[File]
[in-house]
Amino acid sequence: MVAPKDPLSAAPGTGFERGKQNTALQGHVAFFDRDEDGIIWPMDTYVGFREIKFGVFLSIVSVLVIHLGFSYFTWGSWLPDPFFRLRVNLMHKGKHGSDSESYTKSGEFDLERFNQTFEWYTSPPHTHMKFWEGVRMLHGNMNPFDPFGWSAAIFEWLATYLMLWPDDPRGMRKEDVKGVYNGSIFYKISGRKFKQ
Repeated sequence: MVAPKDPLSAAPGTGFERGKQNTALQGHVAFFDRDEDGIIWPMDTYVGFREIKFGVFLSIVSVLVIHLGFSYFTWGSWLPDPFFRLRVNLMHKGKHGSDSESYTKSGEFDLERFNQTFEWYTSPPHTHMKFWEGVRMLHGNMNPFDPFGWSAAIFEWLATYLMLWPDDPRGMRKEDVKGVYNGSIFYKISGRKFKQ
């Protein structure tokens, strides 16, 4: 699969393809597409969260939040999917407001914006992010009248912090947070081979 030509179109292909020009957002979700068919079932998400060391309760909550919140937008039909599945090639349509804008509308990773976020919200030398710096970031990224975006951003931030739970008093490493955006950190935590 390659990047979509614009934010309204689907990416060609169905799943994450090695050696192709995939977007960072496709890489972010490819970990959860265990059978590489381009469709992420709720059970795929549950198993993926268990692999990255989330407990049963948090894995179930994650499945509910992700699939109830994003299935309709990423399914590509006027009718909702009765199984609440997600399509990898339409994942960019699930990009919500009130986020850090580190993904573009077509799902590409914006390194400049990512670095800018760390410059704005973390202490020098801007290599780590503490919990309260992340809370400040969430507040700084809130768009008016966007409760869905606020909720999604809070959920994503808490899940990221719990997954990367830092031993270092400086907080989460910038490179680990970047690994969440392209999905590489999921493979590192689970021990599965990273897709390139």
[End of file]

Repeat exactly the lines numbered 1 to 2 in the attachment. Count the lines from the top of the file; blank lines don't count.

[in-house]
Amino acid sequence: MVAPKDPLSAAPGTGFERGKQNTALQGHVAFFDRDEDGIIWPMDTYVGFREIKFGVFLSIVSVLVIHLGFSYFTWGSWLPDPFFRLRVNLMHKGKHGSDSESYTKSGEFDLERFNQTFEWYTSPPHTHMKFWEGVRMLHGNMNPFDPFGWSAAIFEWLATYLMLWPDDPRGMRKEDVKGVYNGSIFYKISGRKFKQ